Abstract 17945: Circulating Nucleoside and Bile Acid Intermediary Metabolites Are Associated With Recurrent Ischemic Events in Acute Coronary Syndrome
Introduction: Metabolomic profiling may identify altered metabolic pathways underlying atherosclerosis and myocardial ischemia. We hypothesized that organic acids, which report on mitochondrial respiratory chain perturbations, are associated with recurrent cardiovascular events and could therefore serve as prognostic biomarkers in acute coronary syndrome (ACS).
Methods: We studied 618 patients from the TRILOGY-ACS trial who presented with non-ST-elevation ACS. Sixty-one organic acids were quantified in plasma samples collected 30 days (n=495) or 6 months (n=421) after the index ACS event. Using Cox regression, we tested for association between organic acids and time to myocardial infarction (MI) after the index ACS, with metabolites considered both independently and as principal component analysis (PCA) factors. All models were adjusted for age, sex, race, diabetes, smoking, GFR, ACS event type and antiplatelet agent use. A false discovery q-value < 0.05 was used to adjust for multiple tests.
Results: Forty-two patients (6.8%) had an MI during follow-up (median time to MI: 7.5 months); the remaining subjects were censored after 6-38 months of follow-up. At 30 days, two nucleosides were associated with shorter time to MI: 2-deoxyuridine, a substrate of DNA synthesis (hazard ratio (HR) [95% CI]=16.9 [2.9 – 97.0], p=0.002), and inosine, an intermediate product of purine degradation (HR=1.5 [1.1-2.1], p=0.01). In contrast, 30-day levels of glycochenodeoxycholic acid (a bile acid) were associated with longer time to MI (HR=0.6 [0.4-0.9], p=0.006). PCA revealed 30-day levels of 2-deoxyuridine (HR=1.5, p=0.02) and inosine (HR=1.4, p=0.05) each as the single predominant metabolite in PCA factors nominally associated with time to MI, while glycochenodeoxycholic acid clustered in a factor with other bile acids, including glycocholic acid, taurocholic acid and taurochenodeoxycholic acid (HR=0.7, p=0.04). At 6 months, no metabolites were significantly associated with time to MI.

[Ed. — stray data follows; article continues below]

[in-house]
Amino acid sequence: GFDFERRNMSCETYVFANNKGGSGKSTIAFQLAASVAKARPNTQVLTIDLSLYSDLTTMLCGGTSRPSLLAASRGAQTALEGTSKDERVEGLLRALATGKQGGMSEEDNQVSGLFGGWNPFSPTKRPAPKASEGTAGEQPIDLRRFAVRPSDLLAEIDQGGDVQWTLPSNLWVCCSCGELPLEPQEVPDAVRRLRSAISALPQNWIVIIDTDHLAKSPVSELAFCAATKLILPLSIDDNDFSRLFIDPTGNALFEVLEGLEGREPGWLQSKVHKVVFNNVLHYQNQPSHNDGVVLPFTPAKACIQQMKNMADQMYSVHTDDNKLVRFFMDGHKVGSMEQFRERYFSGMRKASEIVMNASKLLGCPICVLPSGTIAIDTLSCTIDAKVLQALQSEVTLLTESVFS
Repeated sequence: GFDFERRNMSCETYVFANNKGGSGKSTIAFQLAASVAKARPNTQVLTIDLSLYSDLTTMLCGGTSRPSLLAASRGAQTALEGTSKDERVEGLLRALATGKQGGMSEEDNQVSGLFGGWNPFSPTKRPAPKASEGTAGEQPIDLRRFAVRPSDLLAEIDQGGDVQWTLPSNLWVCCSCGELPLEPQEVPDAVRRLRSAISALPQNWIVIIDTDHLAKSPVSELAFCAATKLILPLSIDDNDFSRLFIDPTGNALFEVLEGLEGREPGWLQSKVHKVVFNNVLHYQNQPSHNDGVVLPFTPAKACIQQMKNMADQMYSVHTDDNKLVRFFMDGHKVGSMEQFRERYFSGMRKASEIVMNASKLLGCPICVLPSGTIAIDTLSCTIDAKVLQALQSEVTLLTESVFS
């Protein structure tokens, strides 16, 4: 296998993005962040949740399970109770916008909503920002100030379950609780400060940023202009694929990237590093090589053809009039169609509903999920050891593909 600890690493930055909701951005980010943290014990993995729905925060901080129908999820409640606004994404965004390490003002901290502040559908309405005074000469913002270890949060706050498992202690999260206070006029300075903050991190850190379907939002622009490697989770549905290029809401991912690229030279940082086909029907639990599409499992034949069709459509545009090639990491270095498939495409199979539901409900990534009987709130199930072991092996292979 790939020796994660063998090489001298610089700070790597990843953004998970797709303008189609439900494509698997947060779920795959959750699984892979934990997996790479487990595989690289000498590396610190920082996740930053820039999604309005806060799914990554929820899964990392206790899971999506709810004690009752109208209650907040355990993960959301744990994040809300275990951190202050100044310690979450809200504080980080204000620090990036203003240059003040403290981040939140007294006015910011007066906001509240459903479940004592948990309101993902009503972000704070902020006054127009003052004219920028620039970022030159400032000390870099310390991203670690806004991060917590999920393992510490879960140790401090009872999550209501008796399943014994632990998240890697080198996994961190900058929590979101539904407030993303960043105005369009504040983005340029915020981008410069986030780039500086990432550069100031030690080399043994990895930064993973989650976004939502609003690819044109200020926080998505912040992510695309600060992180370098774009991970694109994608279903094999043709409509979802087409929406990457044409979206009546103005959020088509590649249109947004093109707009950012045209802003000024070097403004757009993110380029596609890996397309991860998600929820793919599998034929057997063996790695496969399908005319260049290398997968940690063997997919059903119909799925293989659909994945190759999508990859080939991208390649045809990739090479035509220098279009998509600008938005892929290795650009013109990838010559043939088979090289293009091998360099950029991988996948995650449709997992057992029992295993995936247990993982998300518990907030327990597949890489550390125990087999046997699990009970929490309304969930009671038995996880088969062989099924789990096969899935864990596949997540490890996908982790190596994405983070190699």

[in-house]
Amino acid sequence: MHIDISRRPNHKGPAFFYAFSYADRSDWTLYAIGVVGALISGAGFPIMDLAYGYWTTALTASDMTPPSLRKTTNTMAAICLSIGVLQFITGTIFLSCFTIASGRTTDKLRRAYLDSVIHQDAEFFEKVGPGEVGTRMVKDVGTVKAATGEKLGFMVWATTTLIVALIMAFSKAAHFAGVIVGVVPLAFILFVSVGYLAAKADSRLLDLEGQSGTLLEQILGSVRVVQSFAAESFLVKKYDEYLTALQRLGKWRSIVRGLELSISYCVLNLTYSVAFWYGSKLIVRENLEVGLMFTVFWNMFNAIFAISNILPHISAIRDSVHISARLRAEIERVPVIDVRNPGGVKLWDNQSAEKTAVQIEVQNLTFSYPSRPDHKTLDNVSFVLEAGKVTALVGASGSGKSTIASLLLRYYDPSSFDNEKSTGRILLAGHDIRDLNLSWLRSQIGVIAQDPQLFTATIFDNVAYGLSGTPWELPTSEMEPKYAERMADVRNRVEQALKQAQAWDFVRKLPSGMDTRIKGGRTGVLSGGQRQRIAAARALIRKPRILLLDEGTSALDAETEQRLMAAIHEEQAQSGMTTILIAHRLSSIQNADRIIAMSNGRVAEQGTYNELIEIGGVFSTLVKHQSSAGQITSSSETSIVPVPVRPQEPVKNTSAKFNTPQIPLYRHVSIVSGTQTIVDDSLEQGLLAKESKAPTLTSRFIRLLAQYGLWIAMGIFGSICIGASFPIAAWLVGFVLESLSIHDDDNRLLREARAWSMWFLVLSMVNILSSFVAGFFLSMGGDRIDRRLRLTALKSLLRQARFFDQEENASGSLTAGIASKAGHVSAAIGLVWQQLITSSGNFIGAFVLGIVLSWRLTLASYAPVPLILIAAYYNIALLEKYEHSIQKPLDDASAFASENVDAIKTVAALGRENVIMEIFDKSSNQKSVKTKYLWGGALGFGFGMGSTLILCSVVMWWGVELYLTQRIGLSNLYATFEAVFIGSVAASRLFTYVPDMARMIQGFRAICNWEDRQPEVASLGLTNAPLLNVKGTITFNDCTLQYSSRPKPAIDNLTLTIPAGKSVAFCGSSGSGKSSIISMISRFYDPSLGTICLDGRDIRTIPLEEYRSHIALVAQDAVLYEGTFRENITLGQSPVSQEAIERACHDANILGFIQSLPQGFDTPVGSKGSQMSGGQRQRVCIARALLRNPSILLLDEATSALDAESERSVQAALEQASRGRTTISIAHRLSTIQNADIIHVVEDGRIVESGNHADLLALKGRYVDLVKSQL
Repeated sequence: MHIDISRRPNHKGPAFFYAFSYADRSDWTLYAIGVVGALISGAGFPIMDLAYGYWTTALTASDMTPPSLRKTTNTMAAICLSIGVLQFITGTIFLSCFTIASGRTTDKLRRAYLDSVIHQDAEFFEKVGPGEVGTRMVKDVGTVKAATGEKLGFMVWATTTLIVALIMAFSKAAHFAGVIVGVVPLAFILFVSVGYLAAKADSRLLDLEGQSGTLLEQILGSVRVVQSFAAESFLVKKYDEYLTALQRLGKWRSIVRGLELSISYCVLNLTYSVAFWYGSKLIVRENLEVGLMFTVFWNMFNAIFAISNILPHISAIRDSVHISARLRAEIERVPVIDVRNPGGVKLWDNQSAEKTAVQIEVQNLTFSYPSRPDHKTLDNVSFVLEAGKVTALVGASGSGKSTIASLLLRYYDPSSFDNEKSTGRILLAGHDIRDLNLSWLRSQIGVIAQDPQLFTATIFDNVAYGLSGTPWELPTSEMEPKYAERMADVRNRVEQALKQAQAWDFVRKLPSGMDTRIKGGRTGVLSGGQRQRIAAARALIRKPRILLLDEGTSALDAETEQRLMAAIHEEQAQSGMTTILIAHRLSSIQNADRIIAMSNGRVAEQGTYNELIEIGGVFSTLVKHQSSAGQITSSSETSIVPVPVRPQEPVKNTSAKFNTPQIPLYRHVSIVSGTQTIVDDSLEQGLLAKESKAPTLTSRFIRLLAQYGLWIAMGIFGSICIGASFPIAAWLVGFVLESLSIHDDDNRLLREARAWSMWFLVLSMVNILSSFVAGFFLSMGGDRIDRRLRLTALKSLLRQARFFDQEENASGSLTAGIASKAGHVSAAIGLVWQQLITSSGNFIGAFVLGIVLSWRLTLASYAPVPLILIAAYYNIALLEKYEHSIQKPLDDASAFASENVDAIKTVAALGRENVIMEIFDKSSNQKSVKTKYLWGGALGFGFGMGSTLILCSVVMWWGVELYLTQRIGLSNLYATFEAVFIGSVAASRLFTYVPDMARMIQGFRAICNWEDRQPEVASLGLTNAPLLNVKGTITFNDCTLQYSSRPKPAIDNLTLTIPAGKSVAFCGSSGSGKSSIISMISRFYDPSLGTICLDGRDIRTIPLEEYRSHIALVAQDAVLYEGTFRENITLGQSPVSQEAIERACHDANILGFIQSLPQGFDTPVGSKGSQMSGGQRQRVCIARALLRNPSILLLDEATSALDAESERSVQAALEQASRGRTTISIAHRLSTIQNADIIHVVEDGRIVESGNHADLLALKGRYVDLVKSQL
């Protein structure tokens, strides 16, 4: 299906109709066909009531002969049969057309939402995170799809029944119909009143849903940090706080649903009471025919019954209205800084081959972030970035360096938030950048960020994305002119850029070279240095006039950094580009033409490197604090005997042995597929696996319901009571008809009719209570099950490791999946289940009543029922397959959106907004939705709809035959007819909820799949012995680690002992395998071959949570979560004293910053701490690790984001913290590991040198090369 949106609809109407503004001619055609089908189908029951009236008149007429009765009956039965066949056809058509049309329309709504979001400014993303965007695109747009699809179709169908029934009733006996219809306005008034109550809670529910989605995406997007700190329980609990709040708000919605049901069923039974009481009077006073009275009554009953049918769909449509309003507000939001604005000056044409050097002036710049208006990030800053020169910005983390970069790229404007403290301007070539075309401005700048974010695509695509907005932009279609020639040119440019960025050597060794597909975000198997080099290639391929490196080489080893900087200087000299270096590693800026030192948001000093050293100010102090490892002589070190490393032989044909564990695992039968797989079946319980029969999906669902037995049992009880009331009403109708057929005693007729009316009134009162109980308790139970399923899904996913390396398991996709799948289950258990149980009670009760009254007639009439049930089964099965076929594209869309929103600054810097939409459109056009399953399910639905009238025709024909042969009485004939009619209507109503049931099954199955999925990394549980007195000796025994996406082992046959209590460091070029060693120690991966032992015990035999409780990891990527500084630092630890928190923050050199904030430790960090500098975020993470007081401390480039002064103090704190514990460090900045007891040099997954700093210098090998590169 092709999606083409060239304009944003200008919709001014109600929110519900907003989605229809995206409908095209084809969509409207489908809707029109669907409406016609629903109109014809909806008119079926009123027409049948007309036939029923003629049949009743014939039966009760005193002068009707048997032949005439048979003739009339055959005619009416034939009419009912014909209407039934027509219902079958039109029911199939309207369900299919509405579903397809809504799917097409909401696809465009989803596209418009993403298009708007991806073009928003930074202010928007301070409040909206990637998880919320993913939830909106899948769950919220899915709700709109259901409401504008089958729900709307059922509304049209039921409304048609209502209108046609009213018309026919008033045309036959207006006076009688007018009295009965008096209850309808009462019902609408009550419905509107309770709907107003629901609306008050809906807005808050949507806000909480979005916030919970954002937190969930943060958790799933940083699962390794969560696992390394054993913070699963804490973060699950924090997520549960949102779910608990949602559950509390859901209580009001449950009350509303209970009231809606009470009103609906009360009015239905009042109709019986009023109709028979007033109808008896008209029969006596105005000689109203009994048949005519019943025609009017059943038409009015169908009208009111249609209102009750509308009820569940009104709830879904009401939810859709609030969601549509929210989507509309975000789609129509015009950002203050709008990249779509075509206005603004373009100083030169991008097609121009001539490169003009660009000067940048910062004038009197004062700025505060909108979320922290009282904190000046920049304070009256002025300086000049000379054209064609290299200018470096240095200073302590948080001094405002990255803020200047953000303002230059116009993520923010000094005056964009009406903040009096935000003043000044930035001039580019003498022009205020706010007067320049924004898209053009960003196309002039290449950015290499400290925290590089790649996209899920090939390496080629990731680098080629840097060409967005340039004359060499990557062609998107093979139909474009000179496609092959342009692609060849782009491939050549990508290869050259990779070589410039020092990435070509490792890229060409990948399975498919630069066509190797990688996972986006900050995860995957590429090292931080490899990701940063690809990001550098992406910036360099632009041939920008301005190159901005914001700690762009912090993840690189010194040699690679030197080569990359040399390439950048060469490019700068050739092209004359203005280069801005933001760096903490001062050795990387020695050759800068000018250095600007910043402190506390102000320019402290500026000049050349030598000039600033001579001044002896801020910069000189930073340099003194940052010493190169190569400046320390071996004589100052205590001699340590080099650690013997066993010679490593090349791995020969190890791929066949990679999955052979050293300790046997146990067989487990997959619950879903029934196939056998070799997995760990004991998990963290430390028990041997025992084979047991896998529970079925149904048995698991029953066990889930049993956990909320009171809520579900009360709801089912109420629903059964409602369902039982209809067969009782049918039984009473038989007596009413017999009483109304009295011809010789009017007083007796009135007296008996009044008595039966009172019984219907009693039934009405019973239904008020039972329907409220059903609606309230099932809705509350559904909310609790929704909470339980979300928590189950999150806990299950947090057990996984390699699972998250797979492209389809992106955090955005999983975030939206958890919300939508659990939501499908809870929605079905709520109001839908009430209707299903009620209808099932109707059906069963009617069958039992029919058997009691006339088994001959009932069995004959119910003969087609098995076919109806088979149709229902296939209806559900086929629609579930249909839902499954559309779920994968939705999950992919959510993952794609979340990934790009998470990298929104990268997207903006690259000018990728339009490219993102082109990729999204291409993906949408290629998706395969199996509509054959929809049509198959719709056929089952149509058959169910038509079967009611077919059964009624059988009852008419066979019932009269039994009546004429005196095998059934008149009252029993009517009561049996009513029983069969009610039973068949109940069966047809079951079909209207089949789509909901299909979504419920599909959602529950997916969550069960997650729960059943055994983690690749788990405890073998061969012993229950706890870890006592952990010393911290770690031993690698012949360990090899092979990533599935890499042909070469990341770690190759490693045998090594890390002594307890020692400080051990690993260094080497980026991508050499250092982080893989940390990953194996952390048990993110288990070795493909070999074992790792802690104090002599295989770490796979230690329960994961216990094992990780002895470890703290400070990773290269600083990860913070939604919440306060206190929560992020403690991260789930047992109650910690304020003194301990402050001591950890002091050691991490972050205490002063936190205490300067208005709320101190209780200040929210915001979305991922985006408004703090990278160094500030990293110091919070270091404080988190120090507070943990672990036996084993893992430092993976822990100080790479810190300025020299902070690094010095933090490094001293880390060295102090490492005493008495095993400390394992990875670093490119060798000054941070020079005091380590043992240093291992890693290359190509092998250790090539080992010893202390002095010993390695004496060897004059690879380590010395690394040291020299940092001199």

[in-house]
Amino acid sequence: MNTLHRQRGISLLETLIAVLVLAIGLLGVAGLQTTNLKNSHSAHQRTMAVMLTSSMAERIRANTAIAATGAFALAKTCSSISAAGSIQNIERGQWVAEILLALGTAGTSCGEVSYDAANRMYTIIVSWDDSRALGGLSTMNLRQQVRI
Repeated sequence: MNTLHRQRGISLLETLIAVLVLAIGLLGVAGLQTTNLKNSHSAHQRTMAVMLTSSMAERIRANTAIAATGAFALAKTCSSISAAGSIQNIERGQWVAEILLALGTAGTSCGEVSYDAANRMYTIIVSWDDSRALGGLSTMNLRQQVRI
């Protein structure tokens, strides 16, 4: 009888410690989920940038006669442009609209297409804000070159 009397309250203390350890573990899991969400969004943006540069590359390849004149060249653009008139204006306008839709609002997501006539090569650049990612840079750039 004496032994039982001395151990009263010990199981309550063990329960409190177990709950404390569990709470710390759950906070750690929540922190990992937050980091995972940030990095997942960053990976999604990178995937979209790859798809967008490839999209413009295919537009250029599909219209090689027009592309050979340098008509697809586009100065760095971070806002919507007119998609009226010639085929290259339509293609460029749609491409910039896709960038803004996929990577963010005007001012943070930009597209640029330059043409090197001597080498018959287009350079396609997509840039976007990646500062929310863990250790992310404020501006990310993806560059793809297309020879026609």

Conclusions: Circulating nucleosides are associated with shorter time to recurrent ischemic events while circulating bile acids are associated with a protective effect, suggesting their potential role as prognostic biomarkers and therapeutic targets in ACS.
Author Disclosures: L.C. Kwee: None. J. Morningstar: None. E. Grass: None. S. Gregory: Consultant/Advisory Board; Modest; Pfizer. M.L. Neely: None. K.A. Fox: Research Grant; Modest; Lilly, Bayer, Johnson-Johnson, AstraZeneca. Speakers Bureau; Modest; Bayer, Johnson-Johnson, AstraZeneca, Sanofi-Aventis. Consultant/Advisory Board; Modest; Lilly, Bayer, Johnson-Johnson, AstraZeneca, Sanofi-Aventis, Boehringer Ingelheim, Eli Lilly. H. White: Research Grant; Significant; Sanofi, Eli Lilly, MSD. Honoraria; Modest; Astra Zeneca. P. Armstrong: Research Grant; Significant; Merck, AstraZeneca. Consultant/Advisory Board; Modest; Merck. Other; Modest; Merck. E.M. Ohman: Research Grant; Significant; Daiichi Sankyo, Gilead Sciences, Janssen Pharmaceuticals. Consultant/Advisory Board; Modest; Abbott Vascular, Medscape, AstraZeneca, Biotie, Boehringer Ingelheim, Daiichi Sankyo, Merck, St. Jude Medical, Stealth Peptides, The Medidines Company. Consultant/Advisory Board; Significant; Faculty Connection, Abiomed. M. Roe: Research Grant; Significant; AstraZeneca, Eli Lilly & Co., Janssen Pharmaceuticals, Sanofi-Aventis, Daiichi-Sankyo, Familial Hypercholesterolemia Foundation, Ferring Pharmaceuticals. Consultant/Advisory Board; Modest; Eli Lilly & Co, Daiichi-Sankyo, Elsevier Publishers, Boehringer-Ingelheim, PriMed, Myokardia. Other; Modest; Amgen, Bristol-Myers Squibb. R.E. Gerszten: Research Grant; Significant; National Institutes of Health. M.Y. Chan: Research Grant; Significant; Eli-Lilly, Astra-Zeneca, Bayer Healthcare. Speakers Bureau; Modest; Astra Zeneca. S.H. Shah: None.
- © 2016 by American Heart Association, Inc.